Flickr is planning to sell canvas prints of photos that have been licensed under Creative Commons licenses that don’t include the non-commercial clause. They are perfectly within their rights to do this—this is exactly what the licence allows—but some people are very upset about it.
Jeffrey says it’s short-sighted and sucky because it violates the spirit in which the photos were originally licensed. I understand that feeling, but that’s simply not the way that the licences work. If you want to be able to say “It’s okay for some people to use my work for profit, but it’s not okay for others”, then you need to apply a more restrictive licence (like copyright, or Creative Commons Non-commercial) and then negotiate on a case-by-case basis for each usage.
But if you apply a licence that allows commercial usage, you must accept that there will be commercial usages that you aren’t comfortable with. Frankly, Flickr selling canvas prints of your photos is far from a worst-case scenario.
I licence my photos under a Creative Commons Attribution licence. That means they can be used anywhere—including being resold for profit—as long as I’m credited as the photographer. Because of that, my photos have shown up in all sorts of great places: food blogs, Wikipedia, travel guides, newspapers. But they’ve also shown up in some awful places, like Techcrunch. I might not like that, but it’s no good me complaining that an organisation (even one whose values I disagree with) is using my work exactly as the licence permits.
Before allowing commercial use of your creative works, you should ask “What’s the worst that could happen?” The worst that could happen includes scenarios like white supremacists, misogynists, or whacko conspiracy theorists using your work on their websites, newsletters, and billboards (with your name included if you’ve used an attribution licence). If you aren’t willing to live with that, do not allow commercial use of your work.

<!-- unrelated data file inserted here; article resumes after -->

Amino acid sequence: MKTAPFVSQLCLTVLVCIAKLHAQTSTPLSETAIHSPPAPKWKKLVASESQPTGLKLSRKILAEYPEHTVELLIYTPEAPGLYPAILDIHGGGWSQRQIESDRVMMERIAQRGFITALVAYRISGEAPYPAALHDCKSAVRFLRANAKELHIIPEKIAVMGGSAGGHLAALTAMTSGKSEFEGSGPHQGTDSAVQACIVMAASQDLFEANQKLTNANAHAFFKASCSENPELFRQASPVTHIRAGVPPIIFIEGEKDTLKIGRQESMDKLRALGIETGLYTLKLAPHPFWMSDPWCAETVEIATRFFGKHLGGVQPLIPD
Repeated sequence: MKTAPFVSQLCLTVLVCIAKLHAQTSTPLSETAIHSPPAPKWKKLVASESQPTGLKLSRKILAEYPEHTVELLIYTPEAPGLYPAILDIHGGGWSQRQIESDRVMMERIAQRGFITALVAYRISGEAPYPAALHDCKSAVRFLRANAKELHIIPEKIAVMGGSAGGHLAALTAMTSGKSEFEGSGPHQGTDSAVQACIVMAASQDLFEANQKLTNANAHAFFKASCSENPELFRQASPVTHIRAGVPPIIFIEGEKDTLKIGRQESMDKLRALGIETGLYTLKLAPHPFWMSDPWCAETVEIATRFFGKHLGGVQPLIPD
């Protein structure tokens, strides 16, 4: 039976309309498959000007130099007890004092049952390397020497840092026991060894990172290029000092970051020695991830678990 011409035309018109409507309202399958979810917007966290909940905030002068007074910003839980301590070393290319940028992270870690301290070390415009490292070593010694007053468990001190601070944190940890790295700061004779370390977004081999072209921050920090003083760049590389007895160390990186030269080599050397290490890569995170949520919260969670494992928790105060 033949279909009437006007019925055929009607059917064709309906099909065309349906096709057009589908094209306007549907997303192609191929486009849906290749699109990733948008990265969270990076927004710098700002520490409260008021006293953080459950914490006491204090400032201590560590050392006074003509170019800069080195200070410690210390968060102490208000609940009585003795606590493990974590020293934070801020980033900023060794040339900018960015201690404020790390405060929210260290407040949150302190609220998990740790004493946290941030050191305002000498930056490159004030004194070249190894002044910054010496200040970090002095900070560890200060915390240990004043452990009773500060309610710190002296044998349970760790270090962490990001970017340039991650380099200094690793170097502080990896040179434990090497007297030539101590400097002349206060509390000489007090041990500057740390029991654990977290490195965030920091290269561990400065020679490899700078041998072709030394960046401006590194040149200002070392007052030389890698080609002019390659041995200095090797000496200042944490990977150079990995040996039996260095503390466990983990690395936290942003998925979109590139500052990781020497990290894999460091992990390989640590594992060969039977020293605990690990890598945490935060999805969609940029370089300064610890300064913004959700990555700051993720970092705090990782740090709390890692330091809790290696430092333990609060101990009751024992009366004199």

When I chose to apply a Creative Commons Attribution licence to my photographs, it was because I decided I could live with those worst-case scenarios. I decided that the potential positives outweighed the potential negatives. I stand by that decision. My photos might appear on a mudsucking site like Techcrunch, or get sold as canvas prints to make money for Flickr, but I’m willing to accept those usages in order to allow others to freely use my photos.
Some people have remarked that this move by Flickr to sell photos for profit will make people think twice about allowing commercial use of their work. To that I say …good! It has become clear that some people haven’t put enough thought into their licensing choices—they never asked “What’s the worst that could happen?”
And let’s be clear here: this isn’t some kind of bait’n’switch by Flickr. It’s not like liberal Creative Commons licensing is the default setting for photos hosted on that site. The default setting is copyright, all rights reserved. You have to actively choose a more liberal licence.
So I’m trying to figure out how it ended up that people chose the wrong licence for their photos. Because I want this to be perfectly clear: if you chose a licence that allows for commercial usage of your photos, but you’re now upset that a company is making commercial usage of your photos, you chose the wrong licence.
Perhaps the licence-choosing interface could have been clearer. Instead of simply saying “here’s what attribution means” or “here’s what non-commercial means”, perhaps it should also include lists of pros and cons: “here’s some of the uses you’ll be enabling”, but also “here’s the worst that could happen.”
Jen suggests a new Creative Commons licence that essentially inverts the current no-derivates licence; this would be a “derivative works only” licence. But unfortunately it sounds a bit too much like a read-my-mind licence:
What if I want to allow someone to use a photo in a conference slide deck, even if they are paid to present, but I don’t want to allow a company that sells stock photos to snatch up my photo and resell it?
Jen’s post is entitled I Don’t Want “Creative Commons By” To Mean You Can Rip Me Off …but that’s exactly what a Creative Commons licence without a non-commercial clause can mean. Of course, it’s not the only usage that such a licence allows (it allows many, many positive scenarios), but it’s no good pretending it were otherwise. If you’re not comfortable with that use-case, don’t enable it. Personally, I’m okay with that use-case because I believe it is offset by the more positive usages.